FTC: New System to Verify Origins of E-Mail Must Emerge Before “Do Not Spam” List Can Be Implemented, FTC Tells Congress
The Federal Trade Commission today told Congress that, at the present time, a National Do Not Email Registry would fail to reduce the amount of spam consumers receive, might increase it, and could not be enforced effectively. In a report filed in response to a statutory mandate, the FTC also said that anti-spam efforts should focus on creating a robust e-mail authentication system that would prevent spammers from hiding their tracks and thereby evading Internet service providers’ anti-spam filters and law enforcement.
Full Report: The CAN-SPAM Act of 2003: National Do Not Email Registy: A Federal Trade Commission Report to Congress (June 2004)
MSNBC: Do Not Spam list won’t work, FTC says
With a recent uptick in the volume of spam, technical means will be needed to control the deluge, because normative and legal means alone are currently insufficient. If spammers can not be convinced to play by the rules, then the physics of the ecosystem need to be changed.
Both Microsoft and Yahoo are developing technical measures to stem the tide of spam. Wired News: Net Rivals Embrace to Fight Spam. Microsoft’s approach, known as Sender ID, would “require organizations to set up e-mail servers so that they automatically verify the domain from which e-mails were sent.” Yahoo’s DomainKeys system will verify that the “from” address in an e-mail is not faked by using cryptography.
Yahoo: DomainKeys: Proving and Protecting Email Sender Identity
DomainKeys is a technology proposal that can bring black and white back to this decision process by giving email providers a mechanism for verifying both the domain of each email sender and the integrity of the messages sent (i.e,. that they were not altered during transit). And, once the domain can be verified, it can be compared to the domain used by the sender in the From: field of the message to detect forgeries. If it’s a forgery, then it’s spam or fraud, and it can be dropped without impact to the user.
Yahoo hopes that the concept will become an Internet standard.
From Microsoft, Microsoft Is Committed to Help End the Spam Epidemic and a Q&A: Microsoft’s Anti-Spam Technology Roadmap.
BBC News: United front against spam urged
[EC’s Information Society directorate Philippe] Gerard said that this directive had now been transposed into national laws in many member nations, but that by itself, it was not going to stop spam.
“Legislation is just part of the answer,” he said.
The threat of legal action might deter some spammers from getting started and would help punish those that break the law, said the EU official, but there was much more that industry had to do to make its anti-spam work really effective.
GigaLaw: CAN-SPAM Library. Legislative history, litigation, FTC action, research studies and analytical papers all about everyone’s favorite Federal anti-spam law.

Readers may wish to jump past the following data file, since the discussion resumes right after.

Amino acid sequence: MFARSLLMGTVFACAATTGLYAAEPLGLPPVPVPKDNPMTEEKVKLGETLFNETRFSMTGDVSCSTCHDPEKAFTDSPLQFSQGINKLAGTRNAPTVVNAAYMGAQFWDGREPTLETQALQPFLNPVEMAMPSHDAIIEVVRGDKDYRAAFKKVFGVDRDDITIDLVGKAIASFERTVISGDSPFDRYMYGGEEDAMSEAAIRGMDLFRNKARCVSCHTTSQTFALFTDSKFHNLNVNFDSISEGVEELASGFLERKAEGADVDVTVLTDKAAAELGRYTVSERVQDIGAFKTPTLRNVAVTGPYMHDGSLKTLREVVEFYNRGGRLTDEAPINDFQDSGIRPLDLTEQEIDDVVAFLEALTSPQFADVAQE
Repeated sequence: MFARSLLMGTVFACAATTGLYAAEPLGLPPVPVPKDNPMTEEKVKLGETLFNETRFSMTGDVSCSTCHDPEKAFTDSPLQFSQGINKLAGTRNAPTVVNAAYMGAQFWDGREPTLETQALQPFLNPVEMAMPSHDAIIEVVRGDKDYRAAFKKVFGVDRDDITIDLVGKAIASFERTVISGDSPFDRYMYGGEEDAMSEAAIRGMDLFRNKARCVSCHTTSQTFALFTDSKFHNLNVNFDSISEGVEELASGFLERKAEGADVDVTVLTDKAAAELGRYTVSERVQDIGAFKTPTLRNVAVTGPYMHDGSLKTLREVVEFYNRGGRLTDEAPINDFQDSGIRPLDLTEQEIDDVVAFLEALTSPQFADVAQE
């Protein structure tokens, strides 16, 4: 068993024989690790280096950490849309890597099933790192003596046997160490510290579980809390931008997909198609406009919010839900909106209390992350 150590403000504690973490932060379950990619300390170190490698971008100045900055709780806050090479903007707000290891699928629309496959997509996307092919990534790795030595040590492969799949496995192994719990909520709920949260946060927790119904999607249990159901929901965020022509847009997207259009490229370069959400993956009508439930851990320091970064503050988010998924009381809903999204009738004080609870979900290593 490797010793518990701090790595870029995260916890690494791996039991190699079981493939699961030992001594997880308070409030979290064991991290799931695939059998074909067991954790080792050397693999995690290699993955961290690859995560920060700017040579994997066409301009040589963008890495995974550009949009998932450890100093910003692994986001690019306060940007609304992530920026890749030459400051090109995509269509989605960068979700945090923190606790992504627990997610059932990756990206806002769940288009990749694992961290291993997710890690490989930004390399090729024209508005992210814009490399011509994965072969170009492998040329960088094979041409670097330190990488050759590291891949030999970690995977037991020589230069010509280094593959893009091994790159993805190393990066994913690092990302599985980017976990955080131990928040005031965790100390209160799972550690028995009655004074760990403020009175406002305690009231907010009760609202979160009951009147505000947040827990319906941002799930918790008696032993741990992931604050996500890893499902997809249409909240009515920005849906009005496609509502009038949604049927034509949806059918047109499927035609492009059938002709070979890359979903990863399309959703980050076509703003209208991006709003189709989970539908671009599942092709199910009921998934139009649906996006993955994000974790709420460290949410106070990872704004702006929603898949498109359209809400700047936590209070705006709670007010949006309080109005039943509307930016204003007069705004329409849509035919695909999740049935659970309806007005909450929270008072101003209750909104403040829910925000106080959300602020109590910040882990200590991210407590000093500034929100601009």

The FTC announced new rules which require pornographic spam to be labeled “SEXUALLY-EXPLICIT:” in the e-mail subject header. The regulation is codified in 16 CFR Part 316. The rule goes into effect on May 19.
Spam’s Tenth Birthday
Ten years ago today, spam as we know it was born. On 5 March 1994, a message was posted to some Usenet newsgroups by a law firm called Canter and Siegel, advertising their services for the U.S. Green Card lottery. It sounds mild enough today, but at the time that move and its follow-ups provoked increasing outrage across the Net. Many were appalled that “netiquette” – the unspoken rules that hitherto had maintained order in cyberspace – had been breached, sensing perhaps that things would never be the same again.
And look what it’s grown up into: a societal problem that has effectively killed Usenet as a useful resource and is on its way towards knocking off e-mail. We’re so proud.
Pew internet & American Life Project: The CAN-SPAM Act has not helped most email users so far
The impact of the CAN-SPAM legislation is mixed, but not very encouraging so far. The vast majority of email users report no change in the volume of spam arriving in the in-boxes of either their personal or work-related accounts. A slightly larger percentage of email users report their volume of incoming spam has actually increased rather than decreased since January 1. At the same time, some email users say they are getting less spam both in their personal email accounts and in their work accounts.
Previously: CAN-SPAM Can’t Stop Spam
Last week brought us the first lawsuit filed under CAN-SPAM and this week brings us suits filed by Microsoft, AOL, Earhtlink and Yahoo!. The complaints are available from FindLaw.
NY Times: Internet Providers Sue Hundreds Over Unsolicited E-Mail
Wired News: ISP Files First Can-Spam Lawsuit
Hypertouch, based in Foster City, California, filed the suit on Thursday claiming the owner of BobVila.com and its marketing affiliate BlueStream Media violated provisions of the Can-Spam Act by sending out e-mail advertisements containing missing contact information. The suit claims that BlueStream Media forged the header information that can help e-mail recipients identify where a message originated
Hypertouch has the complaint
Lawmeme looks at different approaches to dealing with spam in Australia and Japan
BBC News: US anti-spam law fails to bite
US e-mail filtering firm Postini said the Can-Spam Act had only made a slight dent in the amount of unwanted mail. It found spam accounted for 79% of all e-mails it processed in January, down from 80% in December 2003.
Postini: E-mail stats